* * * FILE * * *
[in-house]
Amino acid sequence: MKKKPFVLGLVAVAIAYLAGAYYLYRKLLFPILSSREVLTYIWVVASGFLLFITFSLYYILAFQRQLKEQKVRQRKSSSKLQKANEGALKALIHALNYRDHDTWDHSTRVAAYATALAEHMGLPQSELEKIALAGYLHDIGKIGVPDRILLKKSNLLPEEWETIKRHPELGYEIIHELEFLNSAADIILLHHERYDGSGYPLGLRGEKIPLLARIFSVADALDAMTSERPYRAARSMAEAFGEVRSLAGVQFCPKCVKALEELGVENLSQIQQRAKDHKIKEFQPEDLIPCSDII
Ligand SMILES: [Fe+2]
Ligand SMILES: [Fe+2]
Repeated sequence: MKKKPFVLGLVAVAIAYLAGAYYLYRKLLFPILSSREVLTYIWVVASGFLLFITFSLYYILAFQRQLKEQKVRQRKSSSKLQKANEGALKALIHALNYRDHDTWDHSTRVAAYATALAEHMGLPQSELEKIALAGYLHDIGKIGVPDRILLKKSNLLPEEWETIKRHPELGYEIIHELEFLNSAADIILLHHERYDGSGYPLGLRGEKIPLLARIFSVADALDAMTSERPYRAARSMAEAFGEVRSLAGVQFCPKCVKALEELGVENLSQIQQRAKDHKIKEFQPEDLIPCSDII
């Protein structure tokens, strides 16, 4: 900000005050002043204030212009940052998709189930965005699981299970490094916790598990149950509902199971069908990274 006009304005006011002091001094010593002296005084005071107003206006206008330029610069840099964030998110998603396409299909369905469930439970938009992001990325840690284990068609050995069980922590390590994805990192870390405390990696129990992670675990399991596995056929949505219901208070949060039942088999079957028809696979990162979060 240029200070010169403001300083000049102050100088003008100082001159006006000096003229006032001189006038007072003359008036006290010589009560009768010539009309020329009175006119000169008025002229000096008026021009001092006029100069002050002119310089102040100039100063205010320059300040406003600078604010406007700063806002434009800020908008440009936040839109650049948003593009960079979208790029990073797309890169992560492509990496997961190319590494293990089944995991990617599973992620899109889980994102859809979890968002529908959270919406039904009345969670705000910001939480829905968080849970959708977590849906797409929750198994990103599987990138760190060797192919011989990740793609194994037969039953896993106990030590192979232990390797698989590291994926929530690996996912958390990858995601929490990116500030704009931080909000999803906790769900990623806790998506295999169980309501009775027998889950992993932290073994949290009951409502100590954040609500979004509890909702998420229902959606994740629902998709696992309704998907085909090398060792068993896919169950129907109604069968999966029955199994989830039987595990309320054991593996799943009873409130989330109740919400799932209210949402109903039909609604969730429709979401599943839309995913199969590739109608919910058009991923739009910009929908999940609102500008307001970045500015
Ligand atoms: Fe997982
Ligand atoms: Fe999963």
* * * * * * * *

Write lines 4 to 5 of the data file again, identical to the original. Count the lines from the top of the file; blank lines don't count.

Ligand SMILES: [Fe+2]
Repeated sequence: MKKKPFVLGLVAVAIAYLAGAYYLYRKLLFPILSSREVLTYIWVVASGFLLFITFSLYYILAFQRQLKEQKVRQRKSSSKLQKANEGALKALIHALNYRDHDTWDHSTRVAAYATALAEHMGLPQSELEKIALAGYLHDIGKIGVPDRILLKKSNLLPEEWETIKRHPELGYEIIHELEFLNSAADIILLHHERYDGSGYPLGLRGEKIPLLARIFSVADALDAMTSERPYRAARSMAEAFGEVRSLAGVQFCPKCVKALEELGVENLSQIQQRAKDHKIKEFQPEDLIPCSDII